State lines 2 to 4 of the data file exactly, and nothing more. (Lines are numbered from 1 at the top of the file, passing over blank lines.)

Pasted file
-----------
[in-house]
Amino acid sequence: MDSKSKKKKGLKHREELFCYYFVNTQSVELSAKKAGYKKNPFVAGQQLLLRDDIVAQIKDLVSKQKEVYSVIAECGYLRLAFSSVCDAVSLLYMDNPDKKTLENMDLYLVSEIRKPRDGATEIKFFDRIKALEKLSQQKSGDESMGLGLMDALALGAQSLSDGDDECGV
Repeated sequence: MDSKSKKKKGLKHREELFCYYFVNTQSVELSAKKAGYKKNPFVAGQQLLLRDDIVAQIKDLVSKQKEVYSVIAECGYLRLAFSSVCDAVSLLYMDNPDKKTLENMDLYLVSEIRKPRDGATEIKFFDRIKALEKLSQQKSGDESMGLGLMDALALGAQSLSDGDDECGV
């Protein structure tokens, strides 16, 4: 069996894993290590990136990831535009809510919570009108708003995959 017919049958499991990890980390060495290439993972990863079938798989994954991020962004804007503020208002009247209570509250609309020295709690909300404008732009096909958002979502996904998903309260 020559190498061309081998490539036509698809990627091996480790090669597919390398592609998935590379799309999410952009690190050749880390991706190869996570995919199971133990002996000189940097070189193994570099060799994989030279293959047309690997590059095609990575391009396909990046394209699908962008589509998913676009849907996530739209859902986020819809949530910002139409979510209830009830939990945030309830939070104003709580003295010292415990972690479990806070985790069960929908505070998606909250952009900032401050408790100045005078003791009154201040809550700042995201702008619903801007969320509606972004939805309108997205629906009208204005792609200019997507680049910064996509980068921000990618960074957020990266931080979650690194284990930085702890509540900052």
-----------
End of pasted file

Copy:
Amino acid sequence: MDSKSKKKKGLKHREELFCYYFVNTQSVELSAKKAGYKKNPFVAGQQLLLRDDIVAQIKDLVSKQKEVYSVIAECGYLRLAFSSVCDAVSLLYMDNPDKKTLENMDLYLVSEIRKPRDGATEIKFFDRIKALEKLSQQKSGDESMGLGLMDALALGAQSLSDGDDECGV
Repeated sequence: MDSKSKKKKGLKHREELFCYYFVNTQSVELSAKKAGYKKNPFVAGQQLLLRDDIVAQIKDLVSKQKEVYSVIAECGYLRLAFSSVCDAVSLLYMDNPDKKTLENMDLYLVSEIRKPRDGATEIKFFDRIKALEKLSQQKSGDESMGLGLMDALALGAQSLSDGDDECGV
């Protein structure tokens, strides 16, 4: 069996894993290590990136990831535009809510919570009108708003995959 017919049958499991990890980390060495290439993972990863079938798989994954991020962004804007503020208002009247209570509250609309020295709690909300404008732009096909958002979502996904998903309260 020559190498061309081998490539036509698809990627091996480790090669597919390398592609998935590379799309999410952009690190050749880390991706190869996570995919199971133990002996000189940097070189193994570099060799994989030279293959047309690997590059095609990575391009396909990046394209699908962008589509998913676009849907996530739209859902986020819809949530910002139409979510209830009830939990945030309830939070104003709580003295010292415990972690479990806070985790069960929908505070998606909250952009900032401050408790100045005078003791009154201040809550700042995201702008619903801007969320509606972004939805309108997205629906009208204005792609200019997507680049910064996509980068921000990618960074957020990266931080979650690194284990930085702890509540900052």